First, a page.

36 Finalists Blog 2024: Nate Patrin

Nate Patrin, author of The Needle and the Lens: Pop Goes to the Movies from Rock ‘n’ Roll to Synthwave

General Nonfiction Category, sponsored by Loren & Christine Danielson

Each week leading up to the 36th annual Minnesota Book Awards, we are featuring exclusive interviews with our finalists. You can also watch the authors in conversation with their fellow category finalists here.

What is one detail you wanted to include in this book, but couldn’t find a place for?   

There are countless films I could’ve discussed in the book, including the bonus chapter, but one I’m kicking myself for leaving out was a strong example of a documentary film using a pop-song needle drop: The Beach Boys’ “Wouldn’t it be Nice” in ‘Roger & Me’, easily one of the most ironically bitter and sad usages of a song in a doc.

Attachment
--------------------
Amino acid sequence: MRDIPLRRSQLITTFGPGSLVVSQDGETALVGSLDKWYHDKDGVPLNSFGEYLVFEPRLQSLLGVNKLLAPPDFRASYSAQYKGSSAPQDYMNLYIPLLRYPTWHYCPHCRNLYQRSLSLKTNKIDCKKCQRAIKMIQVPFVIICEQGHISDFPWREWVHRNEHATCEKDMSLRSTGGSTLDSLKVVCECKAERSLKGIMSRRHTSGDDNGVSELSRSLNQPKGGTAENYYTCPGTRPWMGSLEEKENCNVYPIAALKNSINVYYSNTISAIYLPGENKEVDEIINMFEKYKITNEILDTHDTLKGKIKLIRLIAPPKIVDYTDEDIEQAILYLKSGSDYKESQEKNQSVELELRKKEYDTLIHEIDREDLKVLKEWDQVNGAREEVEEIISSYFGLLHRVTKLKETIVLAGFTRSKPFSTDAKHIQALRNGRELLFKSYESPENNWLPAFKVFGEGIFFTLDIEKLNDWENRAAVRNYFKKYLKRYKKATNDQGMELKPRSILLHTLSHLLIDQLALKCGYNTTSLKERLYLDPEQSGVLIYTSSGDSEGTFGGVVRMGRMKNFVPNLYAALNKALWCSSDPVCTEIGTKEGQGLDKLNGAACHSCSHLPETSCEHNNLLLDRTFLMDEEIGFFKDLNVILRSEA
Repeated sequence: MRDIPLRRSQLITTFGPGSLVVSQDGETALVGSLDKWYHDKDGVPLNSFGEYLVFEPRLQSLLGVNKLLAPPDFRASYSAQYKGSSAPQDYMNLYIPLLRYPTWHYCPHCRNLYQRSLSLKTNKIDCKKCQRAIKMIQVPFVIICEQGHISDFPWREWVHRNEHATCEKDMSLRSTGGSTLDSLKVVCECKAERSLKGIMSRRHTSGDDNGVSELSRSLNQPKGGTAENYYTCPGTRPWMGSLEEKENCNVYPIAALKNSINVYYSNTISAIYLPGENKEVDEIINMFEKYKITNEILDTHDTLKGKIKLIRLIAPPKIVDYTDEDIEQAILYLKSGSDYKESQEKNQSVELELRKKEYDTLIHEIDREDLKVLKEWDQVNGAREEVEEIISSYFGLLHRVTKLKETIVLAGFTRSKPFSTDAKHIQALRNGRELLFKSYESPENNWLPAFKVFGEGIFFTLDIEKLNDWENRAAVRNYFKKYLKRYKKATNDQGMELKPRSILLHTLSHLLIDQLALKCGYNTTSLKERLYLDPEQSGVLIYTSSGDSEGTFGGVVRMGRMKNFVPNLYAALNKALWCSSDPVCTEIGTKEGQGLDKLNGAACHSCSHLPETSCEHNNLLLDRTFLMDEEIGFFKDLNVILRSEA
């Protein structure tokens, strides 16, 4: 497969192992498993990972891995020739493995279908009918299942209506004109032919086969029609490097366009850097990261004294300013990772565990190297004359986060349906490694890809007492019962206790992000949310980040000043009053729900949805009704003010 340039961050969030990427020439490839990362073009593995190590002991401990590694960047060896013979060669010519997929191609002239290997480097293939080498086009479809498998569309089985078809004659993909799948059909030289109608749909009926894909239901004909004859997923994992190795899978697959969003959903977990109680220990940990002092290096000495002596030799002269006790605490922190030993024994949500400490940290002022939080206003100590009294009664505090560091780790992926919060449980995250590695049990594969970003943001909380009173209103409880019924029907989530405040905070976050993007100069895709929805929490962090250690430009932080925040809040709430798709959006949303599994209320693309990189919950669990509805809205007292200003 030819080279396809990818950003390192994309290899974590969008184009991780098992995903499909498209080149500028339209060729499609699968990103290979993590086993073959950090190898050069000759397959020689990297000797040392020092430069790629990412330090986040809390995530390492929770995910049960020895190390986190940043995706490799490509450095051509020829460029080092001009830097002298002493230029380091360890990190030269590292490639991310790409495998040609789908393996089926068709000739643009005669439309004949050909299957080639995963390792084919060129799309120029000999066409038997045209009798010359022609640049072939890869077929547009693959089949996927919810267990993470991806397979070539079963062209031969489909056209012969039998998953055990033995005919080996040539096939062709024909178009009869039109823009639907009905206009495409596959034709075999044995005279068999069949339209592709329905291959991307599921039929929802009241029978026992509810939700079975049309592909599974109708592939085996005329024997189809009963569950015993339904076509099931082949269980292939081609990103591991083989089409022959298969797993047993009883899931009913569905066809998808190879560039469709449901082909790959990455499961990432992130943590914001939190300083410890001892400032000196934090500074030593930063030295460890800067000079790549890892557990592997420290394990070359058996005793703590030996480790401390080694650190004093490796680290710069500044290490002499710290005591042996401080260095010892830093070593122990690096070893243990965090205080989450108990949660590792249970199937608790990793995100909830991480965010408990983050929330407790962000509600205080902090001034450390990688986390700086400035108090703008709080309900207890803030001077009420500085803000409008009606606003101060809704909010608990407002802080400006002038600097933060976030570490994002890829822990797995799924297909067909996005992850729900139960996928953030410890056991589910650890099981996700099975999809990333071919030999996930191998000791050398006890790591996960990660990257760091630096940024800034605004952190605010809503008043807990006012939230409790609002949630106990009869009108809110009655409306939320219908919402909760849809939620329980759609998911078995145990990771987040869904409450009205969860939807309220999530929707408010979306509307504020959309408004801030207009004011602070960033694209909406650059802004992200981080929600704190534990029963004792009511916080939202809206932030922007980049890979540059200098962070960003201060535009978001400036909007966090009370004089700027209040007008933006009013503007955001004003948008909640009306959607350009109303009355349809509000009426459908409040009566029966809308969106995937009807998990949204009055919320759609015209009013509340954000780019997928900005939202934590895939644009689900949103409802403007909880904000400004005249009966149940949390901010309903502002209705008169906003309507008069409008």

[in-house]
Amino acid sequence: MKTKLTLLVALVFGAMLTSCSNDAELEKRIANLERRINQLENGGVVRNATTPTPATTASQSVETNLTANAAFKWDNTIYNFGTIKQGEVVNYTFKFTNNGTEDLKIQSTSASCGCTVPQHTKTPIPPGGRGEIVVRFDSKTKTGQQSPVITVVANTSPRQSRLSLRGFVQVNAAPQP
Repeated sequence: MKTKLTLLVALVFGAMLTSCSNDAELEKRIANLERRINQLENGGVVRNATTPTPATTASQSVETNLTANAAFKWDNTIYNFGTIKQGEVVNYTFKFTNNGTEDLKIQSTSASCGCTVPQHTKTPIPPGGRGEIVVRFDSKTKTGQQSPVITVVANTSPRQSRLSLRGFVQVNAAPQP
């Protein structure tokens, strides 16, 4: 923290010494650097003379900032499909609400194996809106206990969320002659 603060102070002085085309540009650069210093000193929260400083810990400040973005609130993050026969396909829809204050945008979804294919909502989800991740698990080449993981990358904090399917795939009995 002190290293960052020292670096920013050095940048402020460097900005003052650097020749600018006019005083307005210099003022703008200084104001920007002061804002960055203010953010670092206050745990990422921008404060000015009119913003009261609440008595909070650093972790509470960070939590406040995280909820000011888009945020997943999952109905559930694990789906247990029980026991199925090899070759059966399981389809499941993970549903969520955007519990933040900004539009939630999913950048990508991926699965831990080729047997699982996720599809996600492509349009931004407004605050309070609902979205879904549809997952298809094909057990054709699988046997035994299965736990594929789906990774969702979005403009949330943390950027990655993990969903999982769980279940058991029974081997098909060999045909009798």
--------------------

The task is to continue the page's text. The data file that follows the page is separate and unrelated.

Tell us about someone who proved instrumental to the creation of this book.   

My agent Philip Turner, who brought up the Delfonics’ usage in “Jackie Brown” during a conversation about the possibility of doing a book on this topic back when the original seeds for the idea were still scattered in the back of my mind. 

Tell us about a favorite read from the past year. Why did you find it enjoyable, insightful, or memorable?  

Michaelangelo Matos’s ‘Beat Connection’ substack is a reliably entertaining resource, and pulls off a tricky feat few mainstream music critics are capable of: reviewing DJ mixes and analyzing their dynamics and character from the perspective of a clubgoer. 

Please tell us something about yourself that is not widely known.

I was on the same high school Comedy Sportz improv team, the (St. Paul) Central Nervous Systems, as Nick Swardson (Reno 911) and Colton Dunn (Superstore). 

Share your thoughts about the role and value of libraries.   

Thoroughly necessary as a human-curated and organized resource, “third place,” and an avenue for creative and intellectual exploration and curiosity. 

Nate Patrin is a longtime music critic whose writing has appeared in dozens of publications. His first book, Bring That Beat Back: How Sampling Built Hip-Hop, was named a Best Music Book of 2020 by Kirkus and Rolling Stone.